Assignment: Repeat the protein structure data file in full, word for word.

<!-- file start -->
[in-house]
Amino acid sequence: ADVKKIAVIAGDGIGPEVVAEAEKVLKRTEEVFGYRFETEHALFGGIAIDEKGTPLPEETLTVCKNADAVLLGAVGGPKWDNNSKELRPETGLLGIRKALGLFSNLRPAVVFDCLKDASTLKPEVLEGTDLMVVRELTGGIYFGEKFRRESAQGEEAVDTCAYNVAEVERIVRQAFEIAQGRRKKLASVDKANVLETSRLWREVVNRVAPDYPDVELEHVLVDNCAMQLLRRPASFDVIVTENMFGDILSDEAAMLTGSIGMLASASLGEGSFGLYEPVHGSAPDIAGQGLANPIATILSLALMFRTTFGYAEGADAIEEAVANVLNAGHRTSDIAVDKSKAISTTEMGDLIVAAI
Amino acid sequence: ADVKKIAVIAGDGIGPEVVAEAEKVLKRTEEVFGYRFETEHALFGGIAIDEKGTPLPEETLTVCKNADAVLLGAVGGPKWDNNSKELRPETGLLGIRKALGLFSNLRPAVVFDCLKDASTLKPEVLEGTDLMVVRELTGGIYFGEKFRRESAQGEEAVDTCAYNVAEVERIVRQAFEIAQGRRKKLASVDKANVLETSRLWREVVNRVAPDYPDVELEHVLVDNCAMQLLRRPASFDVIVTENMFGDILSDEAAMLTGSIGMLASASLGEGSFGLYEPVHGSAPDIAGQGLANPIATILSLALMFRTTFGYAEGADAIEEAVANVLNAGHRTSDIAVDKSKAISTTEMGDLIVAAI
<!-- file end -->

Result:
[in-house]
Amino acid sequence: ADVKKIAVIAGDGIGPEVVAEAEKVLKRTEEVFGYRFETEHALFGGIAIDEKGTPLPEETLTVCKNADAVLLGAVGGPKWDNNSKELRPETGLLGIRKALGLFSNLRPAVVFDCLKDASTLKPEVLEGTDLMVVRELTGGIYFGEKFRRESAQGEEAVDTCAYNVAEVERIVRQAFEIAQGRRKKLASVDKANVLETSRLWREVVNRVAPDYPDVELEHVLVDNCAMQLLRRPASFDVIVTENMFGDILSDEAAMLTGSIGMLASASLGEGSFGLYEPVHGSAPDIAGQGLANPIATILSLALMFRTTFGYAEGADAIEEAVANVLNAGHRTSDIAVDKSKAISTTEMGDLIVAAI
Amino acid sequence: ADVKKIAVIAGDGIGPEVVAEAEKVLKRTEEVFGYRFETEHALFGGIAIDEKGTPLPEETLTVCKNADAVLLGAVGGPKWDNNSKELRPETGLLGIRKALGLFSNLRPAVVFDCLKDASTLKPEVLEGTDLMVVRELTGGIYFGEKFRRESAQGEEAVDTCAYNVAEVERIVRQAFEIAQGRRKKLASVDKANVLETSRLWREVVNRVAPDYPDVELEHVLVDNCAMQLLRRPASFDVIVTENMFGDILSDEAAMLTGSIGMLASASLGEGSFGLYEPVHGSAPDIAGQGLANPIATILSLALMFRTTFGYAEGADAIEEAVANVLNAGHRTSDIAVDKSKAISTTEMGDLIVAAI